Four years ago Ellis Holtom, of Stratford-upon-Avon, was born with half a working heart. Later, the Herald featured his condition as a tribute to the work of Birmingham Children’s Hospital where he was treated. Now, to mark Congenital Heart Defect Week his mum, Vicki, updates his story. . .
ALL 326 local planning authorities in England, councils like Stratford-on-Avon District, need a local plan. The core strategy is a component of that local plan. It contains all the local district wide policies that need to be considered when processing planning applications. New development needs to satisfy local needs, helping to realise the hopes and ambitions of its communities and protect them from situations they fear. New homes and places to work should provide then with a healthy lifestyle, a pleasant place to live, good recreational facilities and above all the infrastructure that enhances their quality of life. The buzzword to describe this is ‘sustainable’.
THE poor are paying more than they should be for their energy, according to damning new evidence from Stratford-upon-Avon’s Citizens Advice Bureau. Prepayment meters (PPMs) are costing users in fuel poverty a “disproportionate amount” for what little gas and electricity they can afford, the bureau has found. There are around 7.2 million people on prepayment meters in the UK and several thousand in the district of Stratford. Despite Stratford’s reputation as an affluent area, the bureau is being forced to come to the aid of more and more people living in fuel poverty on an increasingly regular basis.
AN OFFICIAL paving stone commemorating Stratford-upon-Avon’s forgotten war hero for the 100th anniversary of the First World War will be placed in the town, the government has confirmed. Rex Warneford – the first man to single-handedly shoot down a zeppelin - was ignored in the government’s initial plans to recognise Victoria Cross winners because he was born abroad in India. The Herald launched a campaign, together with King Edward VI school, where Rex lived and studied for five years, to get the fighter pilot recognised.
THE PROPOSED supermarket in Shipston-on-Stour is likely to be recommended refusal by planning officers, the Herald understands.
An independent retail advisor published a report last week estimating the proposed supermarket could take up to 90 per cent of trade from the town centre – but those in favour of the store say there was nothing independent about it.
In Dr Richard Doidge’s report, prepared for the planning case officer Louise Koelman, he suggests the development – which includes a new supermarket, petrol station and housing – should be refused on retail grounds because it would have a “significant adverse impact” on Shipston’s town centre.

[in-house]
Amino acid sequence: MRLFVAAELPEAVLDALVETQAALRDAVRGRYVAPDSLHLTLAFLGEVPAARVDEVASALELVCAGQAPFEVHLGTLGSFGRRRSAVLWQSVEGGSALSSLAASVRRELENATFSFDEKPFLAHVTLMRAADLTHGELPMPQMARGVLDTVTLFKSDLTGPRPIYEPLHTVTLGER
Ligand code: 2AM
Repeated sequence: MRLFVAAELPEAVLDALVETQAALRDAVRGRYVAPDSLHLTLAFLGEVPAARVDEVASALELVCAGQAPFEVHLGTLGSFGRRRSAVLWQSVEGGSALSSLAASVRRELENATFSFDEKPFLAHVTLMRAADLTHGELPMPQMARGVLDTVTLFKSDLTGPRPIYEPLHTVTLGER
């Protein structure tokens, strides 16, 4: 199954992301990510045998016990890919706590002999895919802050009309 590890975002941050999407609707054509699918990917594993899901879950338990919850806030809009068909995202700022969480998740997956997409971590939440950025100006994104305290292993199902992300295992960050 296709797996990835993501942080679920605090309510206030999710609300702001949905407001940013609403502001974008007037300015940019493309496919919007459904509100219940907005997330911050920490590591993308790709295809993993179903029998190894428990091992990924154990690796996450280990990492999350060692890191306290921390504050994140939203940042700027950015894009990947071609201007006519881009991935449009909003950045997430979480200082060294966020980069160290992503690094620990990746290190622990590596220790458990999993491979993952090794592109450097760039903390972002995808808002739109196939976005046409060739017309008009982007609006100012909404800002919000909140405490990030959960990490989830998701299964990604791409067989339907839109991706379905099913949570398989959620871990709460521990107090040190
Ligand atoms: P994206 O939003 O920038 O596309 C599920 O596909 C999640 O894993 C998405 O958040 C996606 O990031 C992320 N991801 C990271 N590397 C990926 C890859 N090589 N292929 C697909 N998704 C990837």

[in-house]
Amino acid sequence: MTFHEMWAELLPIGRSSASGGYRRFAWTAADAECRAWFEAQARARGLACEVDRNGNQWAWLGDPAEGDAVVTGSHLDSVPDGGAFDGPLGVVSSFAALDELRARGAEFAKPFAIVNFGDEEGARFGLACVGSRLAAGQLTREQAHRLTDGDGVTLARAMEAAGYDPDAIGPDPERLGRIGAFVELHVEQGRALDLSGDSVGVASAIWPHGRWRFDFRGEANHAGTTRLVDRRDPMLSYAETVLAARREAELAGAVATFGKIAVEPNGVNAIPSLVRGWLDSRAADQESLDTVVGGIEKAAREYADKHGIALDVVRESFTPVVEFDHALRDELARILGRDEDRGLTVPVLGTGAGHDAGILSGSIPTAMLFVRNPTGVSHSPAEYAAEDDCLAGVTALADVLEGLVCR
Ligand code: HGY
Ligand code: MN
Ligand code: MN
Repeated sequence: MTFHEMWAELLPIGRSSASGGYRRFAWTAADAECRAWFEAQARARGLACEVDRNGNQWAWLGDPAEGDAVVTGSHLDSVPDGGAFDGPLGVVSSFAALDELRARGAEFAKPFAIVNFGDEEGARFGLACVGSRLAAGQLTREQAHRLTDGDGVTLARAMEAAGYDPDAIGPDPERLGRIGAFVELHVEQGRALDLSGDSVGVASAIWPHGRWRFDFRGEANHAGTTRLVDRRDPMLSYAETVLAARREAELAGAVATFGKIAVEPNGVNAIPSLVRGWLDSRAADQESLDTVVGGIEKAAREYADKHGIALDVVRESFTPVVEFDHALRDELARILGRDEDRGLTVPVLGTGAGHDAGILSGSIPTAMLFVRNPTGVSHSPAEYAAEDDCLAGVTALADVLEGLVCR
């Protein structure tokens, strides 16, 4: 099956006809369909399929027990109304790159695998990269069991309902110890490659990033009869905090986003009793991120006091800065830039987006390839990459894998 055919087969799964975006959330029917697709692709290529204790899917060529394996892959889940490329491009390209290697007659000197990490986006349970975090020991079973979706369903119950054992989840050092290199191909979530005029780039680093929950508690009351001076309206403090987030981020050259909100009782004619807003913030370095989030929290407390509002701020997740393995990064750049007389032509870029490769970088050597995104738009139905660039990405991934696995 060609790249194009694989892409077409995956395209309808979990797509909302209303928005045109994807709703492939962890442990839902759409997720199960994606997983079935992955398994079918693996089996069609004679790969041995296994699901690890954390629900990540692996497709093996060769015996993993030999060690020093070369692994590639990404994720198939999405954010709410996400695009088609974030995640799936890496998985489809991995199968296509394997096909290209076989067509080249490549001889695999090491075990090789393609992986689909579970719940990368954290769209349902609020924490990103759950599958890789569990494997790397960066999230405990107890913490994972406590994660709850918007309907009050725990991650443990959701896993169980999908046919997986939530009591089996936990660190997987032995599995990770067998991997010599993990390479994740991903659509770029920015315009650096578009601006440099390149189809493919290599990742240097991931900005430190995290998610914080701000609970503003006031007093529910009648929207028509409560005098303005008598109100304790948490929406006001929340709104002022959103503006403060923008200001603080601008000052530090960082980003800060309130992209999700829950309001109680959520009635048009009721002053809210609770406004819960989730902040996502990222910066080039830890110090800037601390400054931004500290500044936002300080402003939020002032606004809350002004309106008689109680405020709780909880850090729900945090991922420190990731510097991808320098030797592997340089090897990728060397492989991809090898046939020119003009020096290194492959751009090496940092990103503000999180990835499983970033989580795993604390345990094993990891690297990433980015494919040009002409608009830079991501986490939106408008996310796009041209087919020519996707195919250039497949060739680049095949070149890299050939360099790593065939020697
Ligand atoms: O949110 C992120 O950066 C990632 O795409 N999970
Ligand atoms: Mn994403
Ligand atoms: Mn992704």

And controversially, in an e-mail seen by the Herald this week, Ms Koelman said: “In light of the comments from our retail consultant, we are likely to be recommending refusal with respect to the supermarket impact on Shipston-on-Stour.
“I must stress however that until my committee report is finalised, that this is my initial assessment.”
But her initial assessment shocked those in Shipston in favour of a supermarket.
Jeff Kenner, the new Labour district councillor for the town and pro-supermarket, said: “I am surprised that they’re doing that. As I understand it they would not normally indicate their decision before the report.”
Cllr Kenner went further and questioned the independence of Dr Doidge’s report, which concluded that a new supermarket is likely to lead to a “spiral of decline” of the town centre’s shops.
“I have serious concerns about this retail review which only takes into account the views of objectors to the supermarket proposal and falls short of an independent retail impact assessment.”
“I have asked the council to provide me with an explanation of the brief given to Dr Doidge and the reasons why he has only taken into account the views of objectors to the proposal. This inevitably gives the impression that the report is one-sided.
“I have also identified a number of inaccuracies in the report and have concerns about reliance on data that is out of date.”
The debate on whether to build a supermarket on greenfield land off Campden Road has been raging in the town since Ainscough Strategic Land applied for the development in February this year.
The whole town has been divided on the issue, sparking several ferocious public meetings, and pushing the date of the decision on the application further back and back.
The issue has sparked two rival groups, the anti-supermarket Shipston Heart Alive campaign (SHAC), and the pro-supermarket Shipston Needs a Supermarket (SNAS).
After Dr Doidge’s report, William Trevithic from SHAC said: “This report confirms the concerns we have been voicing for many months – it is the bigger picture that people campaigning for the supermarket need to see.
“I am sure nobody in Shipston wants to see the town centre wither and die, whether or not they are in favour of the proposed supermarket.”
But Rob O’Malley, a supporter of SNAS said it was totally unacceptable that the findings of Dr Doidge’s report were only passed to those against a new supermarket.
“This process should be transparent for all if we are to believe in the concept of localism,” he said.
“Even by Dr Doidge’s own admission, the research was conducted at his desk in Surrey and only objectors to the proposals were consulted.
“There are as many supporters as there are objectors and their views are just as valid.
“The report is full of inaccuracies and fails to challenge the fundamental finding that 72 per cent of Shipston people shop out of town. I find it inexplicable that the council may recommend refusal of the application based on Dr Doidge’s review.”
Stratford District Council's planning committee (east) will meet on Thursday January 24th at 6pm in Shipston High School to consider the planning application.